The hackers used the orphan account to enroll into the MFA system itself, with only a username and password required. This was another mistake, Taku said: Better authentication protocols should have been in place for those enrolling in the MFA program.

“Here we have a problem where you can have a strong credential but a weak process for issuing that credential,” he said. “That compromised password was the only thing required to enroll in MFA. From there, the hacker had access to everything.”

Dave Taku
Mobile has really changed the game. All these things are massively disrupting the way we used to do things before, and it’s creating all these ways for attackers to exploit chinks in the armor.”

Dave Taku Senior Director of Product Management and User Experience Design, RSA Security

Lessons Learned From Successful MFA Hacks

One lesson is an old one: Require strong passwords or eliminate them entirely. Another is to ensure that you’re not relying on the default settings of the tools you use, including MFA tools. In addition to failing to set an account lockout policy, the NGO failed to securely configure its MFA enrollment process.

“Your MFA credential is only as strong as the enrollment process that gets you there,” Taku said.

The second breach occurred when a company’s subcontractor, which was providing customer support services, was breached through a “VPN compromise,” the details of which have never been made clear, Taku said. Once it was in the network, the attacker found a file whose filename made clear that it contained domain information on the company’s MFA deployment.

The third successful breach involved a growing tactic referred to as “prompt bombing,” in which a hacker, having successfully compromised an end-user’s username and password, simply begins attempting to log in, prompting repeated authentication messages to be sent to the end user. Often, the end user will eventually approve the request, perhaps misunderstanding what’s happening.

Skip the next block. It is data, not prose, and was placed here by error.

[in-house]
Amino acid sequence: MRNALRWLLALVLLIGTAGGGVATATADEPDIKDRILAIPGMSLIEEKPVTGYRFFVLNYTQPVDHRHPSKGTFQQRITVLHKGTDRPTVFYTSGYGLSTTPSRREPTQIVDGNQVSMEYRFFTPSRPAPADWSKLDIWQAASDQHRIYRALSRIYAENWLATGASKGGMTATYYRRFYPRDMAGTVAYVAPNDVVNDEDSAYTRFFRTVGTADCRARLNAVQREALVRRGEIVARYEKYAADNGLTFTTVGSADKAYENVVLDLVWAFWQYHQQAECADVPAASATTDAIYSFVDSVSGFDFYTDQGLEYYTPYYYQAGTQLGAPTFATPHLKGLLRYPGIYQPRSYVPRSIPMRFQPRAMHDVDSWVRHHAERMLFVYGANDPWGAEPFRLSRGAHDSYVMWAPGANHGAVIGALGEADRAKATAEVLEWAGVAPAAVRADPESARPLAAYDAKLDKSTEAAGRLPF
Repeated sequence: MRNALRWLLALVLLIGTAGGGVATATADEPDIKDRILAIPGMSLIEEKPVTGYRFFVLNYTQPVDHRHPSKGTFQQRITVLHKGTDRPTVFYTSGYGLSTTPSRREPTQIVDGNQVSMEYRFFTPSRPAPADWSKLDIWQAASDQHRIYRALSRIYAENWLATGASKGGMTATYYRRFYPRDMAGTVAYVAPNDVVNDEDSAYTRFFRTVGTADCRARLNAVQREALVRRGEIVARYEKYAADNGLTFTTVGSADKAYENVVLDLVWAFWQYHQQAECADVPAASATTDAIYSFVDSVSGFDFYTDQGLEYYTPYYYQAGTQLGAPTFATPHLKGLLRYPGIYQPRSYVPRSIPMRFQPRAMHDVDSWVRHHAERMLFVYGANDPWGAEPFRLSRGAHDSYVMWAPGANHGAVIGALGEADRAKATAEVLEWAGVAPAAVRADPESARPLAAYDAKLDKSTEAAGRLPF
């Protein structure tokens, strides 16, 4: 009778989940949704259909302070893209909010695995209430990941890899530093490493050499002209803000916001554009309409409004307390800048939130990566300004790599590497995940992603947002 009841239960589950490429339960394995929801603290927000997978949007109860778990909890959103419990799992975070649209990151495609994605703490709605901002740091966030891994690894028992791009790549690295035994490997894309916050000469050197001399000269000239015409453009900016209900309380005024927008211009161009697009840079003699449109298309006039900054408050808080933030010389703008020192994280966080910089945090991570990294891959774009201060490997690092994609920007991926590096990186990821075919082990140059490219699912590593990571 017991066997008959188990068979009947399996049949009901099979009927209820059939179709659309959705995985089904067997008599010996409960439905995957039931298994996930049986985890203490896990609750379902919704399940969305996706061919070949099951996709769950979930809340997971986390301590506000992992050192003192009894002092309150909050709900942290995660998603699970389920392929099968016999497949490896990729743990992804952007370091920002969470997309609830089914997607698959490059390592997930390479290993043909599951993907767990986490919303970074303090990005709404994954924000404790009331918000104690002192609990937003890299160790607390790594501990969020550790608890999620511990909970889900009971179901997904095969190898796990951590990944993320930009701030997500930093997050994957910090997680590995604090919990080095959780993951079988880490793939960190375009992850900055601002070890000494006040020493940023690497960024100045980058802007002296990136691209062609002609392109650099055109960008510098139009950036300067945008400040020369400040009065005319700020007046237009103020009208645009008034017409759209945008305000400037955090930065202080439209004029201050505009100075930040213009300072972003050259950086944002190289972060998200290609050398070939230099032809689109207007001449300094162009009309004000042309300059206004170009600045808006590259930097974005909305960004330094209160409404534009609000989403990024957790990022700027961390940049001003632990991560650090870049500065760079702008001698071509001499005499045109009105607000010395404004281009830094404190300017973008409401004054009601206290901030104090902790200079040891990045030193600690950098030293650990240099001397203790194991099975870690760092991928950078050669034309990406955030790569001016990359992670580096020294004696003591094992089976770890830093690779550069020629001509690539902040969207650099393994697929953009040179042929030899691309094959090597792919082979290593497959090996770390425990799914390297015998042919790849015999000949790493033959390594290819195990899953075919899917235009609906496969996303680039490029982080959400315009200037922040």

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Not this time, though. “The employee kept getting these push messages and kept hitting ‘deny, deny, deny.’ So, the attacker calls him up and says, ‘Hey, I’m with the company help desk; we’re running a test, can you please press “approve” this time?’ And the guy says, ‘OK!’”

Human error was the cause of all three breaches, Taku noted. In some cases, mistakes were made by end users who fell victim to social engineering; in others, the errors were made by IT professionals in configuration and policy setting. Most of the time, there were mistakes on both sides. For example, in the third case, the employee had been granted access to key PowerShell assets for which he had no use, making life much easier for the hacker.

“Criminals may start with a stolen credential but quickly benefit from the fact that the user whose credential they stole has access to things he shouldn’t,” Taku said.

Multifactor authentication continues to be a critical defense tool in the age of remote work, Taku said, but it’s no substitute for well-implemented policies and attention to basic security hygiene. “We’ve got solve, fundamentally, the human problem,” he said. “We have to understand better how people think."

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Photo Courtesy of RSA Conference 2023